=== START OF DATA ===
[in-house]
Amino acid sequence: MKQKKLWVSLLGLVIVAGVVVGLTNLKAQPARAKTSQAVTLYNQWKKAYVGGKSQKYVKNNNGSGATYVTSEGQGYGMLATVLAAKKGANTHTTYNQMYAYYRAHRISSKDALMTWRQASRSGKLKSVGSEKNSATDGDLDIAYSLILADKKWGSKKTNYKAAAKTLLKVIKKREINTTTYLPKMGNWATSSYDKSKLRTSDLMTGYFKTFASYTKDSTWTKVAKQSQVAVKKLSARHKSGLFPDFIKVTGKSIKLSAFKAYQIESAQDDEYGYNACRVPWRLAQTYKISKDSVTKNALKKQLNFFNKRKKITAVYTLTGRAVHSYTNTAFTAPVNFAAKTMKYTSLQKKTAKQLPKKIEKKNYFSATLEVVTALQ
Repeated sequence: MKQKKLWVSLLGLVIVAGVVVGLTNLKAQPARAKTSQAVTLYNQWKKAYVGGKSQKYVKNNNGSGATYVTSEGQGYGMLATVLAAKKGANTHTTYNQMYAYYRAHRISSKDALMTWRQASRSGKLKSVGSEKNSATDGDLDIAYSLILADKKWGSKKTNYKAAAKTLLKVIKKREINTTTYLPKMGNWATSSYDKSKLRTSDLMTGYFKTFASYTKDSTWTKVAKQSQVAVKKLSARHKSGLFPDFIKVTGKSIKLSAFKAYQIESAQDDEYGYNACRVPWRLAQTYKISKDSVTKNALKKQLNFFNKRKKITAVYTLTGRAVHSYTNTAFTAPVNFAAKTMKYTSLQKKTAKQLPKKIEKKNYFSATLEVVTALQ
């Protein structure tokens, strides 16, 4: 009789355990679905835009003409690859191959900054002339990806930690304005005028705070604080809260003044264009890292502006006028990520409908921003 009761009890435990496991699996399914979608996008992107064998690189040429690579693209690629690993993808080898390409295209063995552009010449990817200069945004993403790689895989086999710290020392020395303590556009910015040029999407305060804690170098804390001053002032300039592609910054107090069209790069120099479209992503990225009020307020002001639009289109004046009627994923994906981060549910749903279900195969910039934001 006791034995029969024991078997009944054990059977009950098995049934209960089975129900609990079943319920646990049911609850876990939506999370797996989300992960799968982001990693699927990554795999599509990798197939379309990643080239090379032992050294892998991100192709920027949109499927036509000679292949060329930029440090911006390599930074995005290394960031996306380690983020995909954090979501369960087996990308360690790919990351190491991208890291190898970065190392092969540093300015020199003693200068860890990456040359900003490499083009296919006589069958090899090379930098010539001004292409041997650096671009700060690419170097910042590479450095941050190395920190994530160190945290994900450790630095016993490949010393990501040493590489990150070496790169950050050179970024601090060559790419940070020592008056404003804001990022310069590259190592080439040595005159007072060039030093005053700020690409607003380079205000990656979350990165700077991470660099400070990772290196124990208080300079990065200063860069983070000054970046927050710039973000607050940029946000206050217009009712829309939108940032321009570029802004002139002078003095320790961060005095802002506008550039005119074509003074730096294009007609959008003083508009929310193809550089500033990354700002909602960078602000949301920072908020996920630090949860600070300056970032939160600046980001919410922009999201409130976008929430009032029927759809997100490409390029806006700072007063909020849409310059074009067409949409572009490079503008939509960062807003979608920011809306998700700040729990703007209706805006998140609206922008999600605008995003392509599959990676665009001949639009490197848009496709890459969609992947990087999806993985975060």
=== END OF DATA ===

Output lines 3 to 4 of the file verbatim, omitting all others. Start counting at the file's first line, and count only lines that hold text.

Repeated sequence: MKQKKLWVSLLGLVIVAGVVVGLTNLKAQPARAKTSQAVTLYNQWKKAYVGGKSQKYVKNNNGSGATYVTSEGQGYGMLATVLAAKKGANTHTTYNQMYAYYRAHRISSKDALMTWRQASRSGKLKSVGSEKNSATDGDLDIAYSLILADKKWGSKKTNYKAAAKTLLKVIKKREINTTTYLPKMGNWATSSYDKSKLRTSDLMTGYFKTFASYTKDSTWTKVAKQSQVAVKKLSARHKSGLFPDFIKVTGKSIKLSAFKAYQIESAQDDEYGYNACRVPWRLAQTYKISKDSVTKNALKKQLNFFNKRKKITAVYTLTGRAVHSYTNTAFTAPVNFAAKTMKYTSLQKKTAKQLPKKIEKKNYFSATLEVVTALQ
């Protein structure tokens, strides 16, 4: 009789355990679905835009003409690859191959900054002339990806930690304005005028705070604080809260003044264009890292502006006028990520409908921003 009761009890435990496991699996399914979608996008992107064998690189040429690579693209690629690993993808080898390409295209063995552009010449990817200069945004993403790689895989086999710290020392020395303590556009910015040029999407305060804690170098804390001053002032300039592609910054107090069209790069120099479209992503990225009020307020002001639009289109004046009627994923994906981060549910749903279900195969910039934001 006791034995029969024991078997009944054990059977009950098995049934209960089975129900609990079943319920646990049911609850876990939506999370797996989300992960799968982001990693699927990554795999599509990798197939379309990643080239090379032992050294892998991100192709920027949109499927036509000679292949060329930029440090911006390599930074995005290394960031996306380690983020995909954090979501369960087996990308360690790919990351190491991208890291190898970065190392092969540093300015020199003693200068860890990456040359900003490499083009296919006589069958090899090379930098010539001004292409041997650096671009700060690419170097910042590479450095941050190395920190994530160190945290994900450790630095016993490949010393990501040493590489990150070496790169950050050179970024601090060559790419940070020592008056404003804001990022310069590259190592080439040595005159007072060039030093005053700020690409607003380079205000990656979350990165700077991470660099400070990772290196124990208080300079990065200063860069983070000054970046927050710039973000607050940029946000206050217009009712829309939108940032321009570029802004002139002078003095320790961060005095802002506008550039005119074509003074730096294009007609959008003083508009929310193809550089500033990354700002909602960078602000949301920072908020996920630090949860600070300056970032939160600046980001919410922009999201409130976008929430009032029927759809997100490409390029806006700072007063909020849409310059074009067409949409572009490079503008939509960062807003979608920011809306998700700040729990703007209706805006998140609206922008999600605008995003392509599959990676665009001949639009490197848009496709890459969609992947990087999806993985975060």